Monday, December 28, 2009

Our Letter to Communities

Here is a copy of the introductory letter that we send to communities that we would like to visit. Does anyone out there have suggestions on how to make the letter even more inviting, interesting or informative? Thanks! 
 Seasons Greetings!
As a married couple in search of intentional community, we are sending this letter of introduction and a link to our travel blog. We are planning to arrive in your area quite soon, and would love to arrange a visit with your community, if this would be good timing for you.
As long-term communitarians, we long to live in intentional community again. We lived and were married on an IC in the late 80s---Woodburn Hill Farm in Mechanicsville, Maryland. We’ve also enjoyed 17 years of friendship with Sirius Community in Shutesbury, MA and River Valley Cohousing in Amherst, MA, and have a very good understanding and appreciation of community life. We are sensitive to the fact that some communities receive hundreds of visitors per year, and we aspire to be visitors who give much, take little, and leave something of ourselves behind in the form of good energy, volunteer service, and sharing.
We recently reduced our carbon footprint and altered our lifestyle in significant ways: we sold our home, let go of most of our possessions, and left our jobs as a nurse and social worker.  Our life in New England came to a close to embark on a journey around the country to visit intentional communities.  We are two months into our trip, traveling in a biodiesel RV outfitted with twin solar panels, and we are planning to convert our rig to veggie oil. Since we are in a self-contained mobile home, we are relatively self-sufficient guests, and need little in terms of accommodations.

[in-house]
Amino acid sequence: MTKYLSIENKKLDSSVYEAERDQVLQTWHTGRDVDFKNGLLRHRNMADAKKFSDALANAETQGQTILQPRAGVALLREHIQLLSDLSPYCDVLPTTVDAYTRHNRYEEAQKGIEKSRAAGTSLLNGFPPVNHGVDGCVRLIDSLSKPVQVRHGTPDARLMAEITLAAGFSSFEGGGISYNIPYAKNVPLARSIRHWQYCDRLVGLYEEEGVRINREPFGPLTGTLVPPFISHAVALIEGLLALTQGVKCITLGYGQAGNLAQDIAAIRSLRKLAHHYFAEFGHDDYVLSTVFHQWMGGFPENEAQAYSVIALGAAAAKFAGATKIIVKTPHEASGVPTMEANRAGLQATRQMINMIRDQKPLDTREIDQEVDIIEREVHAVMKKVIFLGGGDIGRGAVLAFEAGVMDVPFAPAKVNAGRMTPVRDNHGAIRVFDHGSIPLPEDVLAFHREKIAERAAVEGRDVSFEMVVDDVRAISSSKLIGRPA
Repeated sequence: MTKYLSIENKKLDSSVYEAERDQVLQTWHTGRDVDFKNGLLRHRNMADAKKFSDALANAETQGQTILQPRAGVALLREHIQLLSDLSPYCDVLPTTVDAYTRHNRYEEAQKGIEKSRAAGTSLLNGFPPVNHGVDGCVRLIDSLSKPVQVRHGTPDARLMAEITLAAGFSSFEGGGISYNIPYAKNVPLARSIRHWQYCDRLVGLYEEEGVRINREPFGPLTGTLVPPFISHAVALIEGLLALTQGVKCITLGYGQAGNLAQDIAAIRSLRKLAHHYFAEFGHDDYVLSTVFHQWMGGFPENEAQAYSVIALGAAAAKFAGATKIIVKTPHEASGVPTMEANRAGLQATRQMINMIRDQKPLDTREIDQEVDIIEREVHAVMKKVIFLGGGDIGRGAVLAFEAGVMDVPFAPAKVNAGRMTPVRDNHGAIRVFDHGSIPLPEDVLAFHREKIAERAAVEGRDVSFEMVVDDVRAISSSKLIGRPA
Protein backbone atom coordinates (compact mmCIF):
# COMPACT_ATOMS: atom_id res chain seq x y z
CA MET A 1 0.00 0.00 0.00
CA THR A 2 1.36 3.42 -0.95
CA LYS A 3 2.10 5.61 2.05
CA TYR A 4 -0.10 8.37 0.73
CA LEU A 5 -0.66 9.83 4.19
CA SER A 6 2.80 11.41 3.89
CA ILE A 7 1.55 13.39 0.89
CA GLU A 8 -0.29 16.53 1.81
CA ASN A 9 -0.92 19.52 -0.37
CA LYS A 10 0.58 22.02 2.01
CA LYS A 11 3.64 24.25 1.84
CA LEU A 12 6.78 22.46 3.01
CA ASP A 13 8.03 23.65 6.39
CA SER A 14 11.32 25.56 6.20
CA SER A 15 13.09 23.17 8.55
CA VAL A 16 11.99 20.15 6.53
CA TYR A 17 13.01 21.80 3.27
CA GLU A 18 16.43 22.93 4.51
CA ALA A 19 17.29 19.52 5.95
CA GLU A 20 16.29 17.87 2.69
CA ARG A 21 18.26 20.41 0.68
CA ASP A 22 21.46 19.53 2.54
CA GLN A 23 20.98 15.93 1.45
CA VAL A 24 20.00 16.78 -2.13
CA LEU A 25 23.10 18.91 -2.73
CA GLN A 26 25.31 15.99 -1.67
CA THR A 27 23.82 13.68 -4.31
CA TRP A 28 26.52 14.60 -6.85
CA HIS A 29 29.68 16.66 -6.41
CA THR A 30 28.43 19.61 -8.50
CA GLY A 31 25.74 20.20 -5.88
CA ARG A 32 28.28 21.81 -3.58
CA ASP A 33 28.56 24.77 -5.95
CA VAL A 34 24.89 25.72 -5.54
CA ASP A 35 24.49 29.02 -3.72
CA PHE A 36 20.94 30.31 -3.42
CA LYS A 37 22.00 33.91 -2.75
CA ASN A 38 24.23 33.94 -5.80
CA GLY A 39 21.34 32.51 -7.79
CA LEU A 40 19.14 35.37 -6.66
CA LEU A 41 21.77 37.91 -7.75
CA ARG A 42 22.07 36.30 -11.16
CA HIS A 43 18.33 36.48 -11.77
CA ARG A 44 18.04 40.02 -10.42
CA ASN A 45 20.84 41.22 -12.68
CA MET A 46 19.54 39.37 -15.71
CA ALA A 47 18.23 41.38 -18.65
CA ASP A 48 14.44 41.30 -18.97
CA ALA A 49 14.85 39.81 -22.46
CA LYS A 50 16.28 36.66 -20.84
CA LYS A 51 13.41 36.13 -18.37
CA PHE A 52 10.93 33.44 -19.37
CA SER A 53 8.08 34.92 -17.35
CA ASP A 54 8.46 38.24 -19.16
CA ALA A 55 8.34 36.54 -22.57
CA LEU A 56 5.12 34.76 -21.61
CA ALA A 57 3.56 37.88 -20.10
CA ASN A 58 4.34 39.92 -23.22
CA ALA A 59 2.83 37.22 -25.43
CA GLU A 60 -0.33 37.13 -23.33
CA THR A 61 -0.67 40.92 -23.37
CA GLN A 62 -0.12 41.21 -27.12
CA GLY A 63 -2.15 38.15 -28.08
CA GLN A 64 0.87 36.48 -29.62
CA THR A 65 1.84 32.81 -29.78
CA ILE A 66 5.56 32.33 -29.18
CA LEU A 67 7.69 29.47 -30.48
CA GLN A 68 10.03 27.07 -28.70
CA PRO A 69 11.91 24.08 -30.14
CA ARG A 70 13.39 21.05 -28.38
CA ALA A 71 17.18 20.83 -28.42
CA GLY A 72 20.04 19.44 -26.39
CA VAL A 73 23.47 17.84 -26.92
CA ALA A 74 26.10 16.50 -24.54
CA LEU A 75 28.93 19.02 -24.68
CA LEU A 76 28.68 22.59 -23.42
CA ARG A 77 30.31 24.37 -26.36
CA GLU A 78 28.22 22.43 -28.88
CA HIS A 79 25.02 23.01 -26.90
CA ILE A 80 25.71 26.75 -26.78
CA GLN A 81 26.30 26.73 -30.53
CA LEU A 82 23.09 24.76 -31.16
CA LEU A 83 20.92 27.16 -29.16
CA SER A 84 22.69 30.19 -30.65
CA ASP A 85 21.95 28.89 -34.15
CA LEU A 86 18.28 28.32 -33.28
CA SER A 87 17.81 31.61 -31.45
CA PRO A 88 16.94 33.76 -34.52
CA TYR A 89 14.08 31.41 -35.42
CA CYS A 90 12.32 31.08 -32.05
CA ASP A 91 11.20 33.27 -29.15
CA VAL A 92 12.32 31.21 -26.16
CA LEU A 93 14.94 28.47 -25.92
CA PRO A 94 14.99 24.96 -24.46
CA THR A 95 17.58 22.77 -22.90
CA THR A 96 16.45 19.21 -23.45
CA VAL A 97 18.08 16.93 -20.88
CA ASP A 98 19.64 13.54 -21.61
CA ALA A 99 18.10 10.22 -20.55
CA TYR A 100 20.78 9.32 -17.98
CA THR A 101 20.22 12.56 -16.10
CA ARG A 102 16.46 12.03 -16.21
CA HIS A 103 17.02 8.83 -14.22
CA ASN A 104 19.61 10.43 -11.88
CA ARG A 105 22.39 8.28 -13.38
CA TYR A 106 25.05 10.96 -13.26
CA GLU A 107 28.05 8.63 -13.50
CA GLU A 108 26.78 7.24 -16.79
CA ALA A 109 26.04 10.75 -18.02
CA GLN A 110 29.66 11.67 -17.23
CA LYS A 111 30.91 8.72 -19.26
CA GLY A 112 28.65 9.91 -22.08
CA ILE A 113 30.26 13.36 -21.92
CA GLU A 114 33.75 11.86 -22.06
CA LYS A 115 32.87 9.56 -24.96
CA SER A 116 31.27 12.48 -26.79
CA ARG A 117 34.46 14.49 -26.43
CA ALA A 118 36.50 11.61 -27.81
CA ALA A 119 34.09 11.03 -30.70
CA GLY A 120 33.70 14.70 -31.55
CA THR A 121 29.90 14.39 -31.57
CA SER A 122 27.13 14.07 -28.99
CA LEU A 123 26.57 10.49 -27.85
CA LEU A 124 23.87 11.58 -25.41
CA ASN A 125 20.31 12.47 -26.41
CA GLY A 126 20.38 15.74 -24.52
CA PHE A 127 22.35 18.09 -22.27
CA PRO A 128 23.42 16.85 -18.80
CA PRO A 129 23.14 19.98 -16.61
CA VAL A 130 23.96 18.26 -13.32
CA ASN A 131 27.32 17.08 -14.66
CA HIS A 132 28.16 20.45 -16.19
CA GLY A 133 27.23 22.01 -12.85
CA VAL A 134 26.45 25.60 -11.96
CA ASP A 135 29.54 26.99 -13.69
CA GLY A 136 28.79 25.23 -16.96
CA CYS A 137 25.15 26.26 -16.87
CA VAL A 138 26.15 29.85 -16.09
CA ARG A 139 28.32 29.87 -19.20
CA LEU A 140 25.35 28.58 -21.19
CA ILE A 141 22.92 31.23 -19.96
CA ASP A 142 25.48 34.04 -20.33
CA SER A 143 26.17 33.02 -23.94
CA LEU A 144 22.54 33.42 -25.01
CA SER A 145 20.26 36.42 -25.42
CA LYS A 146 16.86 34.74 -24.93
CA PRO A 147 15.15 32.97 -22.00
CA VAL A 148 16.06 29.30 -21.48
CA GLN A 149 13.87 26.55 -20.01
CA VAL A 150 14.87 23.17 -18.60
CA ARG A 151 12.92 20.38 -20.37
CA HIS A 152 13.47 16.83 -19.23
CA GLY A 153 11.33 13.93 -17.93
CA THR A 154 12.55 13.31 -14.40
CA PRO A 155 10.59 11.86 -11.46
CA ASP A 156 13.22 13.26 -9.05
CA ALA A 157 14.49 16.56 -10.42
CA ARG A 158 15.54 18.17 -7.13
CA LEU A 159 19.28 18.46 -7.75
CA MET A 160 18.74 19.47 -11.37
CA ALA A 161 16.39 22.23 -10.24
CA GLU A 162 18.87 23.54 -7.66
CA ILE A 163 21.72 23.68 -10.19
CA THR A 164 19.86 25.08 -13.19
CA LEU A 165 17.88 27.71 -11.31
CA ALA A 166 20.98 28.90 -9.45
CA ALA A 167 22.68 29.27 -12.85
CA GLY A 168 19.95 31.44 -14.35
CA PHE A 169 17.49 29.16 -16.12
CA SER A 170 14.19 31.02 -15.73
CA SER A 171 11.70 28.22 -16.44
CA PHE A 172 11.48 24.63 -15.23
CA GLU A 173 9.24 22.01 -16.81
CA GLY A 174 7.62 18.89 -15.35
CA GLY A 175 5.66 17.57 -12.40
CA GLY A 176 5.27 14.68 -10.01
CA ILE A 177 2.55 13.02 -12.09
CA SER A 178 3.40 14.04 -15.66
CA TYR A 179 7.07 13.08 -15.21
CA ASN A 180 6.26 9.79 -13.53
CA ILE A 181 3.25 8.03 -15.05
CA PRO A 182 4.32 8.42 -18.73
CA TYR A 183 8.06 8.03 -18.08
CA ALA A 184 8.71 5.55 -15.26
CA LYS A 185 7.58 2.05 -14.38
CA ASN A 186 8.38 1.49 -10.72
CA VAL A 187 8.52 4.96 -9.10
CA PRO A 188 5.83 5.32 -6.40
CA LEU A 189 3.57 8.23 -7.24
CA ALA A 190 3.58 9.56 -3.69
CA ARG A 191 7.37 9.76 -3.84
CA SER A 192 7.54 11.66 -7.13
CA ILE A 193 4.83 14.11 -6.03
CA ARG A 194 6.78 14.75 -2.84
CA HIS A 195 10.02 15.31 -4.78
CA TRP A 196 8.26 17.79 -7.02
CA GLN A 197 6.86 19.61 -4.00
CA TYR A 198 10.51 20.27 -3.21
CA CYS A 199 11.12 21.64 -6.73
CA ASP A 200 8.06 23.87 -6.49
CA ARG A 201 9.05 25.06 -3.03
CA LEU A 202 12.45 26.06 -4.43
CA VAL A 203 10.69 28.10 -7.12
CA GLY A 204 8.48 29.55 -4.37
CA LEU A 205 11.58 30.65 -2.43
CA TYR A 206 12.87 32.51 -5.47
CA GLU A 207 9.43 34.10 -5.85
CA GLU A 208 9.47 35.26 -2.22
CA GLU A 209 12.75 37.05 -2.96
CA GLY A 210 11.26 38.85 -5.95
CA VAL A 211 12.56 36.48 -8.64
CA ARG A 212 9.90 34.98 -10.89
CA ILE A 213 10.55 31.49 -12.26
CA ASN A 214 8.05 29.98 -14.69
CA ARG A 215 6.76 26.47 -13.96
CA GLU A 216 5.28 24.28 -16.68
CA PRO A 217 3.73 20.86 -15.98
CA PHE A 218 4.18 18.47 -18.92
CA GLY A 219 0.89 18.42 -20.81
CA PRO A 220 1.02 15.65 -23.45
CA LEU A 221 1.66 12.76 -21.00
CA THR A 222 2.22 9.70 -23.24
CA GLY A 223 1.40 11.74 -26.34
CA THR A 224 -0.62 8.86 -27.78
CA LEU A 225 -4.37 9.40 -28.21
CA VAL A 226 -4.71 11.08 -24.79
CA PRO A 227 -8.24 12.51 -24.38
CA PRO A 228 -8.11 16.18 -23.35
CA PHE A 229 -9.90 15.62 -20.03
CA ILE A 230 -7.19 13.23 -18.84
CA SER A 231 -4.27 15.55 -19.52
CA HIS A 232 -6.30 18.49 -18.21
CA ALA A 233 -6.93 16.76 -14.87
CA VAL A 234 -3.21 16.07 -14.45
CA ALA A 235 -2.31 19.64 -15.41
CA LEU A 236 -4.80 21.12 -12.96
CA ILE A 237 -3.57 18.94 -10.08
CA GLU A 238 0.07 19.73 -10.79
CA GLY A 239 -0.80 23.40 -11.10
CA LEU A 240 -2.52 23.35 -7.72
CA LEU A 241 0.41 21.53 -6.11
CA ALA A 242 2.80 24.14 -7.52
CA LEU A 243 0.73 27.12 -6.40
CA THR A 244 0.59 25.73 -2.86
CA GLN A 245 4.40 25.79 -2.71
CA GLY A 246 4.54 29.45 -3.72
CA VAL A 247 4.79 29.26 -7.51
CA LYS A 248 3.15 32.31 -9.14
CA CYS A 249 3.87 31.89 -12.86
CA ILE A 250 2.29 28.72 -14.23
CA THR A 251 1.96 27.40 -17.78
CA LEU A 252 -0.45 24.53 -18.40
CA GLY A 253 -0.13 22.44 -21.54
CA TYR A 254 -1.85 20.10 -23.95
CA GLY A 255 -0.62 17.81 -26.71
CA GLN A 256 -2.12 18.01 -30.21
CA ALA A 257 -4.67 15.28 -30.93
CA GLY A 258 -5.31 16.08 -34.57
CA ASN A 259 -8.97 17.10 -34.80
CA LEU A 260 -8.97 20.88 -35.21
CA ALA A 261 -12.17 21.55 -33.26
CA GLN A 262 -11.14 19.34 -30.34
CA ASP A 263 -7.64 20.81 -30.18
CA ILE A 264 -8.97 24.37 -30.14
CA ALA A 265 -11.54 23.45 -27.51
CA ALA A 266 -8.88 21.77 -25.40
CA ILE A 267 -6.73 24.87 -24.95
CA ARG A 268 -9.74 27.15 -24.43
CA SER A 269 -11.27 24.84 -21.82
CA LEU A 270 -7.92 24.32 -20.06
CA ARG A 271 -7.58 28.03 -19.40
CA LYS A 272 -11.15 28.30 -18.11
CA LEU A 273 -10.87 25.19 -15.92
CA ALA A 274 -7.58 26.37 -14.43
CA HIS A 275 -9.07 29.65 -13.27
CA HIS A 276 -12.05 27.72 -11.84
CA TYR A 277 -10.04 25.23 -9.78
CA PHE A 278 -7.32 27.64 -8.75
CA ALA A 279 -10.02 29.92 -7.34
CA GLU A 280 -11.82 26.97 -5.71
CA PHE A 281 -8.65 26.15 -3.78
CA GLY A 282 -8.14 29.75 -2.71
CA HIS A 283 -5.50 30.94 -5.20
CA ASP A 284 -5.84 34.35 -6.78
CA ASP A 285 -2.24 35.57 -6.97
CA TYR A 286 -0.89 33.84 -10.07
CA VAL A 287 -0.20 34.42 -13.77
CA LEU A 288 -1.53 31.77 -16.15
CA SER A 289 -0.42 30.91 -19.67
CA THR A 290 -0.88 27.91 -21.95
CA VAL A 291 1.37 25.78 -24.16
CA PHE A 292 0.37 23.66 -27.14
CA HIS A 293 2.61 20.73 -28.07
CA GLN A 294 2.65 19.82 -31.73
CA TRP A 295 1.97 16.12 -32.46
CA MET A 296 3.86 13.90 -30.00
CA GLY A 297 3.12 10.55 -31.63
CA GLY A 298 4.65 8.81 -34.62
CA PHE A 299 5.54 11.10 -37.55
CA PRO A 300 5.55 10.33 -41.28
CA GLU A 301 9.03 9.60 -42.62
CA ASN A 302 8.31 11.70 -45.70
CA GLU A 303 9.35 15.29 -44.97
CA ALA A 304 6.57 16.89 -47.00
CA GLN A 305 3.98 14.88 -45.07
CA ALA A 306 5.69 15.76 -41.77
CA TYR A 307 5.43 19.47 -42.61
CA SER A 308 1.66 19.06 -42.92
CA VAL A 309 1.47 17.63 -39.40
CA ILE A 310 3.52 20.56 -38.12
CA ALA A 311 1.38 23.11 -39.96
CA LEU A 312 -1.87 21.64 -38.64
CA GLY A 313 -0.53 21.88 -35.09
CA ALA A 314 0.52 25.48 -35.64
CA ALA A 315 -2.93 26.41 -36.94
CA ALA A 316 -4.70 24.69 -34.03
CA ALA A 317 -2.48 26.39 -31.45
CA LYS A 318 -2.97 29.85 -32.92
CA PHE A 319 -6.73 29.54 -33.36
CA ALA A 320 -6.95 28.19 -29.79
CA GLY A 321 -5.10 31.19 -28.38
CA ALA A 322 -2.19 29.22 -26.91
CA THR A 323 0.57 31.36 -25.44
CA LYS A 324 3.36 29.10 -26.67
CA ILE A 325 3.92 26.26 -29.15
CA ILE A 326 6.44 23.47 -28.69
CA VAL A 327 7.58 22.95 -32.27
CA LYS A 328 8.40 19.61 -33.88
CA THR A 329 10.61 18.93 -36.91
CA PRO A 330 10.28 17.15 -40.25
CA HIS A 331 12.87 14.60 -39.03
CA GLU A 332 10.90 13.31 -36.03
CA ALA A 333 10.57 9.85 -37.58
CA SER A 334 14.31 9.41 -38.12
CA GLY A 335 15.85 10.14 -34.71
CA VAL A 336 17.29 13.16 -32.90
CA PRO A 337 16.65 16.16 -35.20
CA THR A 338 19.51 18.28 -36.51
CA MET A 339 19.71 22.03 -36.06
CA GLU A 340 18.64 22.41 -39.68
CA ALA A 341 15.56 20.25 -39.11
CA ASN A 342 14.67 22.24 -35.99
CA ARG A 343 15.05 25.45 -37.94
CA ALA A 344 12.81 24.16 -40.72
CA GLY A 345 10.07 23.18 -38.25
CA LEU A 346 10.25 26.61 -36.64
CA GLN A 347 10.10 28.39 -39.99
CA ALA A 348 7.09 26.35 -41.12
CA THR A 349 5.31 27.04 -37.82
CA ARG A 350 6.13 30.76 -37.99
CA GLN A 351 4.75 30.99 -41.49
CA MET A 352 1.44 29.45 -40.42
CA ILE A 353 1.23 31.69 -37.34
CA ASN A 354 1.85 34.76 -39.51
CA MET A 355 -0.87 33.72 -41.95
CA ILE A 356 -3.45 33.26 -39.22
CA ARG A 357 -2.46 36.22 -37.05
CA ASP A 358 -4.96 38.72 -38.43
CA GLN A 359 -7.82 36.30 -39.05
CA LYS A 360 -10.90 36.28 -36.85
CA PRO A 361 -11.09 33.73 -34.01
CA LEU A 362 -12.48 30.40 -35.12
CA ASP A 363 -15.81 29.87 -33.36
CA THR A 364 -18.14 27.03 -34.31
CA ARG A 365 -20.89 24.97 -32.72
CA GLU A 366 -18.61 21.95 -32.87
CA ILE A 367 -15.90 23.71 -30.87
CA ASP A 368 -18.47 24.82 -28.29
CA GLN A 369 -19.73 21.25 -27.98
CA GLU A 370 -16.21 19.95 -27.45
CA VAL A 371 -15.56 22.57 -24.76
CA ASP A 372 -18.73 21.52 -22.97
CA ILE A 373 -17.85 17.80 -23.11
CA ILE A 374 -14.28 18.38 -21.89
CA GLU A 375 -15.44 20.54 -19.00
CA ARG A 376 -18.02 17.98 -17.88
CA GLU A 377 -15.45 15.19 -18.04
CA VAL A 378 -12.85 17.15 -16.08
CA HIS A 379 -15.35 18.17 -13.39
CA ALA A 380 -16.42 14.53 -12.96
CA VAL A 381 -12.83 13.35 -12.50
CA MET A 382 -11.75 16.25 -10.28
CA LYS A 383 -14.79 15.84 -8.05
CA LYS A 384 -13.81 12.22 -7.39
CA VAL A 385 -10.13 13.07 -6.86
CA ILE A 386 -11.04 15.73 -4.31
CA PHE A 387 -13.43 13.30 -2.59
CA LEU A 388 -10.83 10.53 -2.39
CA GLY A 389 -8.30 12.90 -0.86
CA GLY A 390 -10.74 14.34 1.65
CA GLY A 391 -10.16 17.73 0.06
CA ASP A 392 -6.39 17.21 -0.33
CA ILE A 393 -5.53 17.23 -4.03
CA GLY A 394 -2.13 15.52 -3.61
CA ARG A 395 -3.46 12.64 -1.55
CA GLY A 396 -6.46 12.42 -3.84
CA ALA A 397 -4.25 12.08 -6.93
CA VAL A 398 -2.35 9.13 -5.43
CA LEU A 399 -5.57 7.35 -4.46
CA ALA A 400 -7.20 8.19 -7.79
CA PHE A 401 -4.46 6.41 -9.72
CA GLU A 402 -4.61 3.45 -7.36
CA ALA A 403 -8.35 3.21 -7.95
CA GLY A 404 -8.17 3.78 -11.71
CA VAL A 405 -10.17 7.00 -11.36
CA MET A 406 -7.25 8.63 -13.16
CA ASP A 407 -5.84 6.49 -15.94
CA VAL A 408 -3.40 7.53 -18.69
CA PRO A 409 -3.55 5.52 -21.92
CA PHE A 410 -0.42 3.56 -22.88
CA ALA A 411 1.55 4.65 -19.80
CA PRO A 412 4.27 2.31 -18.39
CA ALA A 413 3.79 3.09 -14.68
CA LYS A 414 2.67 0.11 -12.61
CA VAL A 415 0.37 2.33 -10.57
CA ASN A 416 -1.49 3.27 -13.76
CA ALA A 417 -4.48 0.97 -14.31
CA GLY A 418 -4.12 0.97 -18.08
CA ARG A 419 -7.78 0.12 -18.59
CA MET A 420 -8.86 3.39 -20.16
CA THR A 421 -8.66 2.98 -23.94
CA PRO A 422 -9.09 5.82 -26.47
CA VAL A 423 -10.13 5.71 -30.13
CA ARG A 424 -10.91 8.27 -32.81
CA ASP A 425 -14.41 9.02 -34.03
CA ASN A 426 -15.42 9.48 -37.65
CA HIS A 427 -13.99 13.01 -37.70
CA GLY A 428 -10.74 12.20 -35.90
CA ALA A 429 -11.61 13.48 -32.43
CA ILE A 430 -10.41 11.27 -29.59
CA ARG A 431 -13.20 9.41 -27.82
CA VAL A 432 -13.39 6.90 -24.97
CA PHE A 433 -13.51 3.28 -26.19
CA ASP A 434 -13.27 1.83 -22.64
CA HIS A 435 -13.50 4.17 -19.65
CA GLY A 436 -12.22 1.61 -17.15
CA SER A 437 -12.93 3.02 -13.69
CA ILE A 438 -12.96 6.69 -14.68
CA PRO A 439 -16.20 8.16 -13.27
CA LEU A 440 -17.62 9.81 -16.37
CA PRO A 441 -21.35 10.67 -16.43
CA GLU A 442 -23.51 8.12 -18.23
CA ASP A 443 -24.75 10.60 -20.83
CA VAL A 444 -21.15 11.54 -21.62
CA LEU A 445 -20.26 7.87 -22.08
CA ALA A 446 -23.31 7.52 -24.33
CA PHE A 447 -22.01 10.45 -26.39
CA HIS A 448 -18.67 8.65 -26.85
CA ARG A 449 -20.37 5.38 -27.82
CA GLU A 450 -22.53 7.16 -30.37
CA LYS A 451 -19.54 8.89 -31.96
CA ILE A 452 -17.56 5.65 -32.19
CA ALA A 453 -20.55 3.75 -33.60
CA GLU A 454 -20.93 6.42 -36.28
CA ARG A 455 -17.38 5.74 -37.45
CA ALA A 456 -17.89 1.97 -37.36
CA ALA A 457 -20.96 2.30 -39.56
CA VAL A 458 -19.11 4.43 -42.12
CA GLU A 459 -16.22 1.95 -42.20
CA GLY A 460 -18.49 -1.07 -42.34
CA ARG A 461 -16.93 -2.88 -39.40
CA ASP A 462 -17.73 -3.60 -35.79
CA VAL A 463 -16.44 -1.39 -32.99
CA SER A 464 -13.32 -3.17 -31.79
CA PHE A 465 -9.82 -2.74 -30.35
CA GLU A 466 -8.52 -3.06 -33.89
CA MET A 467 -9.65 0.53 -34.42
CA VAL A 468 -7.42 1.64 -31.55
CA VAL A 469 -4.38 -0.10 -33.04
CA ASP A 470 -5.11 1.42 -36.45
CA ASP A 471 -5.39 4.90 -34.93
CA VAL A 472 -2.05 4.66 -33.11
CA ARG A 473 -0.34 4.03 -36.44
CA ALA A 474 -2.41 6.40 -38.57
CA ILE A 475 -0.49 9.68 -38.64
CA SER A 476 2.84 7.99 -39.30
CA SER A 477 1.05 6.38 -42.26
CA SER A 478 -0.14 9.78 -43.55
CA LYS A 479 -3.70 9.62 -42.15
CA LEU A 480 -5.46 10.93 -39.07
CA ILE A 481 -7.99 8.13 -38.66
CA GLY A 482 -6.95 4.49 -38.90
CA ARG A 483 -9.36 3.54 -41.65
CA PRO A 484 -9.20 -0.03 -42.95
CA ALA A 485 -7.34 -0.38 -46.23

Valuing honesty and good communication, we want to be up-front about the fact that we are traveling with a very sweet, small, deaf and quiet 14-year-old dog. Her name is Tina and she’s a hypoallergenic, mellow, child-friendly old girl, easily pleased and very well behaved. We understand that many communities do not allow canine guests, and we very much appreciate that. Thus, we are willing to stay off-site and visit one at a time, keep her at our side on a leash, or be able to find dog care for her while we visit. There are many options, and we hope that we can find an arrangement that works for the good of the whole, as we already have at a number of communities.
As you all know, living in community can be hard work and/or complex on many levels, and we’d love to help lighten the load by lending our helping hands and listening hearts. We are certified Laughter Yoga leaders and if your community would welcome a get together, we’d be happy to offer a complimentary session of Laughter Yoga for community residents and/or lead some fun improv games.
Please feel free to learn more about us by visiting our travel blog, aptly entitled “Mary and Keith’s Excellent Adventure”: Thank you so much, and we look forward to hearing from you!
Mary Rives and Keith Carlson


  1. It's a nice letter. We've got some overlap, as I've visited 92 different established U.S. cohousing neighborhoods.. but I'm curious, where's River Valley Cohousing in Amherst? I've been to Pine Street and Pioneer Valley more than once, but never heard of it, and it's not in any cohousing directories. I'd love to know more.

    Raines Cohen, Cohousing Coach
    Planning for Sustainable Communities
    Berkeley, CA

  2. Seems like a nice letter to me. However, since you ask, my professional opinion is to cut it by at least half...its a little lengthy as a letter of introduction. On the other hand, maybe a long descriptive letter is de rigeur for visiting intentional communities, what do I know?
    Love and laughter to you my dears!

  3. Thanks to you both. It's a work in progress!

    Raines, as to your question, it's our's actually "Pioneer Valley Cohousing". Our bad!